There is only one time a year that I miss the King James Bible. Somehow the Christmas story only sounds right in 16th century Elizabethan English (the way God said it). When I hear it I know where I am and what day it is.
“And it came to pass in those days, that there went out a decree from Caesar Augustus that all the world should be taxed.”
The New Revised Standard Version just doesn’t get me there: “In those days a decree went out from Emperor Augustus that all the world should be registered.”
I would much rather hear the angels proclaim “Fear not: for, behold, I bring you good tidings of great joy, which shall be to all people. For unto you is born this day in the city of David a Saviour, which is Christ the Lord,” than “Do not be afraid; for see – I am bringing you good news of great joy for all the people: to you is born this day in the city of David a Savior, who is the Messiah, the Lord.” After three Christmases in New Zealand, I’ve learned the NRSV version doesn’t even spell “Saviour” correctly.
My cleaving to the older version is not unlike my daughters’ reaction when I would change the words in their favourite story at bedtime. “Daddy, that’s not how it goes!” said with all the exasperation and disapproval a five-year old can muster.
One Christmas Eve, long ago, I planned to go to a Unitarian Universalist candlelight service. It was my first Christmas since becoming their Administrator, but I did have some trepidation about what it would be like because of their hymnal. It is a fine piece of work with many hymns new to me that I would later grow to love, but there are also many familiar ones or so I thought until I read the words. They had been altered to reflect their progressive and inclusive point of view. I applauded that, but then I discovered nothing was exempt, even the Christmas carols had new words. It turned out I had nothing to fear. Being in candlelight, no one could read the hymnal. The congregation sang all the old familiar words.
Part of what we love about Christmas is the familiarity. That is also the problem.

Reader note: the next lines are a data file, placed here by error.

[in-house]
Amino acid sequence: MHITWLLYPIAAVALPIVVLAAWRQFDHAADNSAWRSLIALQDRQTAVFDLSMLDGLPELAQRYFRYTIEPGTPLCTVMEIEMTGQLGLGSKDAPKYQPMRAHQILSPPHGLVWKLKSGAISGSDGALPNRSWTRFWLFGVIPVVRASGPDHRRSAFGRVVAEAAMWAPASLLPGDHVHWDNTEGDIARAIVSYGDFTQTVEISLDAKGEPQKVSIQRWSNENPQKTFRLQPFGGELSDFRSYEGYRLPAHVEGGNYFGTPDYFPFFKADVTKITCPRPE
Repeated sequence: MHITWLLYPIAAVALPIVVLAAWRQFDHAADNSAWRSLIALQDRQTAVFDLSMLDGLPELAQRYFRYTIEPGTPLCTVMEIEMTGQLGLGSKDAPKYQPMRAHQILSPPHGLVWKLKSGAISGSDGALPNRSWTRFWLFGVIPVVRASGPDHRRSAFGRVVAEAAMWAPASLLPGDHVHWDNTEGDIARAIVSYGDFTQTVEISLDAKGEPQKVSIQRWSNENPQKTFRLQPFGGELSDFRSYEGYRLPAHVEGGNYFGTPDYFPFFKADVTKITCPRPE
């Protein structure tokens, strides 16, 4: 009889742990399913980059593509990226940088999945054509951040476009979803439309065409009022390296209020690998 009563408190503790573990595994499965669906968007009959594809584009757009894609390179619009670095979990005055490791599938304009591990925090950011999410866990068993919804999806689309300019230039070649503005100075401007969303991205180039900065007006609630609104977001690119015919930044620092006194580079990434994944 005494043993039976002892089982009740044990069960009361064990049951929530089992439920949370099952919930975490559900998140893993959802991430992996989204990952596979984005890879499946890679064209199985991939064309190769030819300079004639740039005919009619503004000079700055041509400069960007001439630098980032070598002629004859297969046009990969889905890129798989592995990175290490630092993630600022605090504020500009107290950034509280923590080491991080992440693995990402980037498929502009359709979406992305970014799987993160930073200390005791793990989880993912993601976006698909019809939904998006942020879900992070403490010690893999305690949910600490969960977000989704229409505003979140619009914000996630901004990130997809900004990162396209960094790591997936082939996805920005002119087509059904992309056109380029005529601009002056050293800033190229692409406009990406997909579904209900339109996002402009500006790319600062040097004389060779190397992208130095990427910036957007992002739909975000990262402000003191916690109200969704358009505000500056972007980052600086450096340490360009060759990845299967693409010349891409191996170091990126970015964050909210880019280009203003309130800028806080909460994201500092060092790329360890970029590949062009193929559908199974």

One of the reasons many say Christmas is for children is our enjoyment of their wonder. We smile as they proudly announce, “I’m a shepherd!” in the Nativity play. We hope the photographer captures their earnestness as they tell Santa at the mall their dearest wishes. We focus on their eyes as we light the tree for the first time. For them, it is all new not familiar. For us, it is all familiar. We may be wistful for Christmas’ past. We may grieve for those no longer here to share in Christmas pudding. Christmas is for “grown-ups” a time of memories – some sweet, some sad, but all familiar.
The familiar traditions of one generation re-lived at this time of year are how we introduce the next generation to the Christmas story. In some ways both win, but in other ways the older generation loses. We have lost the wonder.
It is not all our fault. It is part of the human experience and memory is part of how we survive as a species. In and of themselves memories are not bad. Many I cherish. But it is also true that there are many I wish I could delete from my database.
The problem with memories is that they are about the past and not the now. Memories are about wonder lost.
This Christmas my wish is not for the impossible. My wish is that we not wall ourselves off from wonder. I don’t wish that we might somehow miraculously develop amnesia about Christmases past. Nor is it that we not hope for brighter Christmas futures. My wish is that we all hear the story in whatever translation, as if for the first time. It might help if we put ourselves in the place of those who heard it before it was written down and how they wondered.
They were likely to have been slaves or poor or diseased. They were outcasts blamed for being outcast. They were the unclean, unacceptable; unrighteous and as far from God as you can possibly get. They knew because they were rejected and despised by society. They knew because they were without hope.
Then they heard the Christmas story (sadly for them in Greek or perhaps Aramaic, but not Elizabethan English). Tyranny, judgment, and deprivation were what were familiar to them. What wasn’t familiar was that God also has human form. And not just any human form, but one like theirs. If Jesus had been born in Caesar’s palace, it would’ve been a familiar story to them, but they could not have related. But a bastard born in a stable was something else indeed. Wonder of wonders.
It was their first inkling that God is not to be feared or appeased, but to be discovered in the most unlikely of places – themselves. It was something radically new. Wonder of wonders.
God is not external and disconnected from themselves the story said but part and parcel of who we are. And who you are. Wonder of wonders.
For them this story wasn’t magical or otherworldly. But it wasn’t about the familiar ways of being righteous either: praying the right way or believing the right things or performing the right rituals. What did a baby know about those things? The story is just about the way things are, whether we are born in a stable or in a castle. God is in us. Wonder of wonders.
Since the beginning of time humans have sought to overcome the gap between the gods and themselves. The wonder of the Christmas story is that there never was a gap. We embody the divine. It is revealed in our compassion and love for one another and ourselves. Glad tidings indeed!!
When the familiar blinds us to the essence of this Christmas truth, we let another Christmas go by, wonder lost.